Instantiating & Destroying Gameobjects in Unity
Day 7- Making 2D Space Shooter Game
Instantiate is a method that brings a GameObject into existence. So basically it is a method used for cloning of objects in your project.
We call Instantiate() method in our script. It is available in MonoBehaviour, takes in a GameObject as a parameter, so it knows which GameObject to create or duplicate. We use prefabs as our GameObject to Instantiate.
Prefabs are a special type of component that allows fully configured GameObjects to be saved in the Project for reuse. These assets can then be shared between scenes, or even other projects without having to be configured again. In simpler terms, It is a gameobject that contains all the components and functionalities when created in a game.
Here, _laserPrefab is a variable of type GameObject which contains the prefab to Instantiate, transform.position sets the position to the created gameobject. Here, I am using Instantiate inside another gameobject so I am using the position of parent gameobject. Quaternion.identity is used to set the prefab to no rotation. Otherwise the instantiated object will have same rotation as of prefab.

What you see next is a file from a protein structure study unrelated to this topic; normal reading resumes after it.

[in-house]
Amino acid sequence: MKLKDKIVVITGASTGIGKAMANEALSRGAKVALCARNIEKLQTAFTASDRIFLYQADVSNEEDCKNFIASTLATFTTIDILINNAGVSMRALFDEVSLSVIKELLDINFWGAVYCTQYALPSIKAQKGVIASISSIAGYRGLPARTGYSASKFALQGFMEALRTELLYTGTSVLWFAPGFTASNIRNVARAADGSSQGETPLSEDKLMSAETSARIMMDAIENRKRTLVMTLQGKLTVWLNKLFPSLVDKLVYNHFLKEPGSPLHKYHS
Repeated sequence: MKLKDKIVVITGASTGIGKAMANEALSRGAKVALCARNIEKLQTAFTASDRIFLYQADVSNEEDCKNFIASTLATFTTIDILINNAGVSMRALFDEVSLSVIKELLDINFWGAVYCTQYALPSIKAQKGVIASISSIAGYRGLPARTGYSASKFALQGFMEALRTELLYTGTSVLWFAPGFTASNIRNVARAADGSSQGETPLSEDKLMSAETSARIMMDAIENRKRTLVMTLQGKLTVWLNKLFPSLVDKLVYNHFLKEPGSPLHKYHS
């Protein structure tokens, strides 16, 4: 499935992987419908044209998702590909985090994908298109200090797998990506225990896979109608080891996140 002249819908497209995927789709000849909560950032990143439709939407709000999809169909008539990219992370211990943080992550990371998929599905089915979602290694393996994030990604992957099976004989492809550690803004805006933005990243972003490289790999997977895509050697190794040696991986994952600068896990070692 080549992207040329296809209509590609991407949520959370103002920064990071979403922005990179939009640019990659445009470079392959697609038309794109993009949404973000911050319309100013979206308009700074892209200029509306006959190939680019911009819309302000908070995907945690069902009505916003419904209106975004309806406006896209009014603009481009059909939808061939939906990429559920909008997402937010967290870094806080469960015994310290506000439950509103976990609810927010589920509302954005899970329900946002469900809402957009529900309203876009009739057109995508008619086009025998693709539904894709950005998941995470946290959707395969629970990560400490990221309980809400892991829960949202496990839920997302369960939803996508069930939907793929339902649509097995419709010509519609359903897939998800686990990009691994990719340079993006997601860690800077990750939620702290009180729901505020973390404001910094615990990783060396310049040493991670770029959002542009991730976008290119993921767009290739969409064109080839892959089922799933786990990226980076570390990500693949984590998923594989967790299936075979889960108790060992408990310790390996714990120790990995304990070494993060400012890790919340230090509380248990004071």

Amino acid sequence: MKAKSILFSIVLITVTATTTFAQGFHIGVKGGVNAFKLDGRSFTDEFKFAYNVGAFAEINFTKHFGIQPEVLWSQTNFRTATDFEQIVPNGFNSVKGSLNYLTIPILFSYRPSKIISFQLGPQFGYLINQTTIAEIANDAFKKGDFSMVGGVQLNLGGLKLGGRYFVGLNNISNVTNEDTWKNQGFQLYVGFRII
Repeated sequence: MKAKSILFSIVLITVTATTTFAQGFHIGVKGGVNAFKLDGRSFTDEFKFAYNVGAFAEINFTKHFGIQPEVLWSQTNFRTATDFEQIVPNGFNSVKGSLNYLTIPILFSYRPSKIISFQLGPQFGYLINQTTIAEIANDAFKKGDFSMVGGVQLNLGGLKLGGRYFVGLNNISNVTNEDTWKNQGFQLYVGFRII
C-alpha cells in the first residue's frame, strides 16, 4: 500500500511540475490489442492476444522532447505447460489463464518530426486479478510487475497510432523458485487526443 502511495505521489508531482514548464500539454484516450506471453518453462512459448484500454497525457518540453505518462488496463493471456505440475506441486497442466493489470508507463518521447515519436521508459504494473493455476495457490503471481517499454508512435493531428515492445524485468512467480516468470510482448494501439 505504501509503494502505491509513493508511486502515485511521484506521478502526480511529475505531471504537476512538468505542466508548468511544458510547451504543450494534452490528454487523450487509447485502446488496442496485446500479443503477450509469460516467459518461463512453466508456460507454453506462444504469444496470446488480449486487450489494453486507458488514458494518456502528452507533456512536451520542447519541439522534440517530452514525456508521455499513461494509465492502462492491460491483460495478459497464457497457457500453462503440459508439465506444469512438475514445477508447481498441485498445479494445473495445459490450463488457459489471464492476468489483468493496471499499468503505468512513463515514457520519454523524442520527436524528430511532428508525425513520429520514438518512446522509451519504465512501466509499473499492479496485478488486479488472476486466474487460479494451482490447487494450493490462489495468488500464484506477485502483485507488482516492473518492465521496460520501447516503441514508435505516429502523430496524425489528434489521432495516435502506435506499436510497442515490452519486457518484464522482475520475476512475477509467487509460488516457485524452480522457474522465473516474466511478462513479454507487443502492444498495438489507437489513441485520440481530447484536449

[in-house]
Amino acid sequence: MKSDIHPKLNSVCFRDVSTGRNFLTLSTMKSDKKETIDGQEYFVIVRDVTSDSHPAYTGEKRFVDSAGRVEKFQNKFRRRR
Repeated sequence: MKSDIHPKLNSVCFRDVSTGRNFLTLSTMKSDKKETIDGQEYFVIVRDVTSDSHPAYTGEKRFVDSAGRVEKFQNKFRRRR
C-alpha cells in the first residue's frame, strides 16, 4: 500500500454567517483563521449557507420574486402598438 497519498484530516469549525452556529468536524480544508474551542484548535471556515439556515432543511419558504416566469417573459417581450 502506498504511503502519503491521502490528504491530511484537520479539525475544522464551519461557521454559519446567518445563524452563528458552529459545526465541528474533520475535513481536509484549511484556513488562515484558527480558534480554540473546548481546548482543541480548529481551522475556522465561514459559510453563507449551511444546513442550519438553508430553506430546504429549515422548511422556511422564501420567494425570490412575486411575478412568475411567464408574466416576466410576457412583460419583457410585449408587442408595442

If you want to define your own position then you can do it by adding a new Vector position but if you do as above then the instantiated gameobject will always spawn at the same position of (0,0.8f,0).
Since I am creating a Space shooter game and I am trying to Instantiate a laser from Player script when the player press space key, I am taking the current position of player and spawning the laser 0.8f value above in y-axis from the origin of the player without rotation.
Here, This script is written in the Laser script which is a component of laser prefab. As you can see, I am using transform.Translate to move my laser upwards like when the player is shooting.
The if condition checks the position of the laser in y-axis and if it is greater than 8.0(value when laser goes outside of screen) then it destroys the gameobject.
Destroy() method deletes the gameobject from the scene view and the parameter it takes is the gameobject it is going to remove.
In above image, I am removing the current gameobject when it reaches 8.0 in y-axis but you can explicitly tell which gameobject to remove and it isn’t bound to current gameobject only.